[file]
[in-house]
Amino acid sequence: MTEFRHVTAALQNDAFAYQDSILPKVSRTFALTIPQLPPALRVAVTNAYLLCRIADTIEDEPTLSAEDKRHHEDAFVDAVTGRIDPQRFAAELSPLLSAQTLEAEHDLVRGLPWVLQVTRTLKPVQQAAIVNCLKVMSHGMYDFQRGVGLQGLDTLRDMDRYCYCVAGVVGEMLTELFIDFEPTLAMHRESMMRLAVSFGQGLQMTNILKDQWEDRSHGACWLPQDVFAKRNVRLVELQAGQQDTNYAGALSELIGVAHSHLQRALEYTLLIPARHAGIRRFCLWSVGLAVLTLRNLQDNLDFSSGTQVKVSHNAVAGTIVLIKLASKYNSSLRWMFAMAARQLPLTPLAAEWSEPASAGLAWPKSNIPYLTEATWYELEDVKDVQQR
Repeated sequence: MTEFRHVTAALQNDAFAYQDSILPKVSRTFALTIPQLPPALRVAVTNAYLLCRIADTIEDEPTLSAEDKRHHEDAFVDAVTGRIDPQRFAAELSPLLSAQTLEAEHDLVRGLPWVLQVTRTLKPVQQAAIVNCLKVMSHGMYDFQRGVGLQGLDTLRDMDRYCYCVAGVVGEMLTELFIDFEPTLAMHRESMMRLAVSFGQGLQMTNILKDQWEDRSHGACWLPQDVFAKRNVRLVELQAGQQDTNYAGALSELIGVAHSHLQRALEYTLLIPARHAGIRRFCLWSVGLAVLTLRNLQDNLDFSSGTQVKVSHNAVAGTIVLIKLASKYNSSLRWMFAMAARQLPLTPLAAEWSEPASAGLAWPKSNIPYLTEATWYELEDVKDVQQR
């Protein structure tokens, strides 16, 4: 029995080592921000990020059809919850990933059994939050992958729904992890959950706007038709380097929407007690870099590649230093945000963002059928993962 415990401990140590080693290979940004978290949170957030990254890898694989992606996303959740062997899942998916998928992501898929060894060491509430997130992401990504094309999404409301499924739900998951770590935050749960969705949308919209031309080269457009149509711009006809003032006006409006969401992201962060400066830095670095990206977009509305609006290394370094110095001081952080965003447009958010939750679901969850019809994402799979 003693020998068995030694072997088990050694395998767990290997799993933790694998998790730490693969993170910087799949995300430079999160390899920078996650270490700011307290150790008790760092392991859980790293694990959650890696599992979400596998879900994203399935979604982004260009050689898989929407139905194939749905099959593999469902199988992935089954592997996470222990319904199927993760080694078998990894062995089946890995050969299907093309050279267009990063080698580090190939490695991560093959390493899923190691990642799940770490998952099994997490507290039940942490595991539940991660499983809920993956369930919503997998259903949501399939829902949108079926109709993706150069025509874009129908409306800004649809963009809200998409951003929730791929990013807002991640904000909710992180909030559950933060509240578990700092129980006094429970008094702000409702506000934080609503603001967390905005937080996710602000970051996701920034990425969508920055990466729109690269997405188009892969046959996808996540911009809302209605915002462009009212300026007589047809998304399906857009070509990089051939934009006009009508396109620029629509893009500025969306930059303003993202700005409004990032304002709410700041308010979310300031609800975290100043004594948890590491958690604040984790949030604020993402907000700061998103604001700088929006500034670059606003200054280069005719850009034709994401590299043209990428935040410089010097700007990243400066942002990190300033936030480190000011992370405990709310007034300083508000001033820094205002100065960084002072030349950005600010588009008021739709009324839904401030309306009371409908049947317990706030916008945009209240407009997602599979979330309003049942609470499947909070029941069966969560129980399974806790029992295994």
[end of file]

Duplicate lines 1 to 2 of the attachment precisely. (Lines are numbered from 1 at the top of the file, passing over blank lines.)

[in-house]
Amino acid sequence: MTEFRHVTAALQNDAFAYQDSILPKVSRTFALTIPQLPPALRVAVTNAYLLCRIADTIEDEPTLSAEDKRHHEDAFVDAVTGRIDPQRFAAELSPLLSAQTLEAEHDLVRGLPWVLQVTRTLKPVQQAAIVNCLKVMSHGMYDFQRGVGLQGLDTLRDMDRYCYCVAGVVGEMLTELFIDFEPTLAMHRESMMRLAVSFGQGLQMTNILKDQWEDRSHGACWLPQDVFAKRNVRLVELQAGQQDTNYAGALSELIGVAHSHLQRALEYTLLIPARHAGIRRFCLWSVGLAVLTLRNLQDNLDFSSGTQVKVSHNAVAGTIVLIKLASKYNSSLRWMFAMAARQLPLTPLAAEWSEPASAGLAWPKSNIPYLTEATWYELEDVKDVQQR